Premier League clubs put VAR revolution on hold over communication concerns
Top teams in England want the system to be improved before rolling it out in league games.
Video Assistant Referee technology will not be used in the Premier League next season, the governing body has announced.
The decision was made at a Premier League shareholders’ meeting in London on Friday, when all 20 member clubs voted.
The system, which is being trialled in this season’s FA Cup, will be further tested and used in cup competitions during the 2018/19 campaign.
A statement read: “Premier League clubs have today agreed to continue advanced testing of Video Assistant Referees (VAR) throughout season 2018/19.
“The decision came after comprehensive discussions regarding the progress made in VAR trials in English football, and key learnings from the many competitions using it elsewhere.
“The clubs recognised and are grateful for the substantial developments made by PGMOL (Professional Game Match Officials Limited) managing director Mike Riley and his team.”
The major teething problem in VAR’s use during this season’s FA Cup, as well as in other competitions around Europe, has been a lack of communication in the decision-making process for fans in the stadium.
Supporters have at times been left bewildered while games have been stopped for long periods of time while decisions were being made.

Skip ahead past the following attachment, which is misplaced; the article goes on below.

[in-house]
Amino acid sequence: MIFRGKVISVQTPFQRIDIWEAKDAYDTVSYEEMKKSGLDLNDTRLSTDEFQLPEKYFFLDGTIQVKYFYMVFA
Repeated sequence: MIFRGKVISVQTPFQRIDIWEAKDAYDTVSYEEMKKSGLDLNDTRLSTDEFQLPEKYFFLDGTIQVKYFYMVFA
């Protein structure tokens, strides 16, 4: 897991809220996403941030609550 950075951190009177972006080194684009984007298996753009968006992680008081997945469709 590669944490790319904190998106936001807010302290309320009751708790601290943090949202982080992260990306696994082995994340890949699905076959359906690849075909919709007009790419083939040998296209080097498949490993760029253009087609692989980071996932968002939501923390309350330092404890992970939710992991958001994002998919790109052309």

The testing will focus on how that can be improved and the Premier League hopes to see VAR used in the FA Cup and the Carabao Cup next term.
The Premier League statement continued: “The clubs agreed that advanced testing will continue to the end of season 2018/19 to make further improvements to the system, especially around communication inside the stadium and for those following at home and around the world.
“The Premier League will also be asking for VAR to be used more extensively in the FA Cup and Carabao Cup in season 2018/19.”
Fourteen of the 20 clubs had to vote in favour of the introduction of VAR at Friday’s meeting, a figure which was not reached.
Press Association Sport understands some clubs believe VAR is currently being employed too widely and more subjective decisions, such as fouls, should be left to the match-day officials.
Issues of how best to make decisions are still being ironed out and questions remain about what constitutes a mistake.
VAR will be used at this summer’s World Cup in Russia after being rubber-stamped by the FIFA council last month, a move which FIFA president Gianni Infantino concedes may lead to controversy.